Wednesday, February 16, 2011

UG Sports - 11: Cricket!

Part 1 of a very audacious and charitable multi-part series explaining the game on the eve of the world cup.

What has eleven players a side, two batsmen on the field at a time, one bowler, one wicketkeeper, is generally awesome AND has a very exciting world cup just around the corner?

If you answered cricket, you get a klondike bar and a permanent place in my hall of legit people.

A very nice cricket brawl in progress[]

Most Every American gives me a blank look when I bring up the sport of cricket. I usually hear crickets chirping every time I mention anything remotely connected with this all-around badass sport. The brave ones usually manage to sputter something like "Isn't that kindaaa like baseball?" or "The one where games last for days, right?"

Well fear not. Before the cricket world cup fever gets crazy, I will give you a very pleasant crash course on cricket. By the time you are done reading this post, you will know the different between a wide-ball and a no-ball and between a silly point and a silly mid-on. And no I am not making these terms up, nor am I pulling them out of thin air.

First, what's all the fuss about the world cup? Unlike the superbowl, the cricket world cup is held every four years. This very scarcity makes it a high-demand good. The first edition of the world cup was held in 1975 and Australia has won the most - 4. They are the Pittsburgh Steelers of cricket. By that logic, the West Indies would be the Oakland Raiders, both because they were very very good in their prime but suck a colossal amount these days. This year's world cup is being hosted jointly by India, Sri Lanka and Bangladesh.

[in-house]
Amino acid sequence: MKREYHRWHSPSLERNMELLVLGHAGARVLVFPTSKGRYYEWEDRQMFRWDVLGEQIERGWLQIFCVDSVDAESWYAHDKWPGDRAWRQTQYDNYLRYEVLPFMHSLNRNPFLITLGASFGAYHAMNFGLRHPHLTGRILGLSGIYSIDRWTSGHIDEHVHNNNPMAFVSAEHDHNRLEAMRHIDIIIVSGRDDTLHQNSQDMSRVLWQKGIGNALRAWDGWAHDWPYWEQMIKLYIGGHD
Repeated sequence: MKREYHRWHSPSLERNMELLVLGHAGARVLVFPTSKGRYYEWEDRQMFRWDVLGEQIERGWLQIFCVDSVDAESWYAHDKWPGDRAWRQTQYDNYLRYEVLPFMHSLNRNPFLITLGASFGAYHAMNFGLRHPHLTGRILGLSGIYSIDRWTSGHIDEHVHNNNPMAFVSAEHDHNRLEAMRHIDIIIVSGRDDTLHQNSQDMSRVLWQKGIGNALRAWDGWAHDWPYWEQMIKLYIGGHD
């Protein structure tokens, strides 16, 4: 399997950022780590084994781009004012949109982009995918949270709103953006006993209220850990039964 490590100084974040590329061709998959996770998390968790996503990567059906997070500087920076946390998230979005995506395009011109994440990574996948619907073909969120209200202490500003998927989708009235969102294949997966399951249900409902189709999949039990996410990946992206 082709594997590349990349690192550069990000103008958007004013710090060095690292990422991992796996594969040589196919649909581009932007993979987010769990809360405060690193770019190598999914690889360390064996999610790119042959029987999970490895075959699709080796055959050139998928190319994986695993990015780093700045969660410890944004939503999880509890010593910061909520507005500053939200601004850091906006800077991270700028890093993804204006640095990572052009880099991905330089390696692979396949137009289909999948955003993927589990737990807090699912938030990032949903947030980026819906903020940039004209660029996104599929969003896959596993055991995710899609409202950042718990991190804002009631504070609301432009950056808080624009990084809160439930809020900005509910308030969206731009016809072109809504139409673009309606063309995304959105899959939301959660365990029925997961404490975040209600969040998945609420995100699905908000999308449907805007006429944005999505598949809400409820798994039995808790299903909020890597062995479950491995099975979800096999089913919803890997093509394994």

This discussion of countries lets us segue into discussing the norms of the sport. Unlike the "big three" American sports, the most watched and prominent form of cricket is played between nations. As can be expected for a sport that originated in the land of the Queen, nations playing it are former colonies or dominions of the said land: India, Pakistan, Bangladesh, Sri Lanka, South Africa, Australia, New Zealand and the West Indies (you geography nerds may point out that West Indies is actually an artificial name foisted upon a group of islands, but in cricket these islands play as one "nation").

There are three forms of the game: Test, One-day and 20/20.

Test: The granddaddy of them all. This form lasts for five days, with about 9 hours of play each day. Two breaks a day, for lunch and tea. Yes you read that right. Cricket has a tea break. Outrageously enough, even after five days' worth of play, it is possible to have a draw game. You'd think spectators would throw bottles, bags full of worthless pennies or old cell-phones but no. Sometimes a draw is a moral victory for a side. Other times, it's just plain boring.

One-day: As its name suggests, this form takes a day - about 10 hours of play. The most popular form today, and the world cup is played in this form. Draws a lot of crowds and a ton of TV audience. Not possible to have draws, so no chances of riots. There have, however, been legendary riots because teams didn't perform to meet expectations of home crowds.

20/20: For those with the attention-span of a goldfish. The newest version of the game (which takes about 3 hours to finish) is also its loudest and the most controversial. The grumpy old fogies steadfastly cling to their romantic notions of the purity and the nobleness of the game - whatever the hell that means. Me? I like this version just fine. So do millions of other cricket-lovers, thank God.

I think I will stop here. As with all drugs, one must limit the dosage to avoid side effects.

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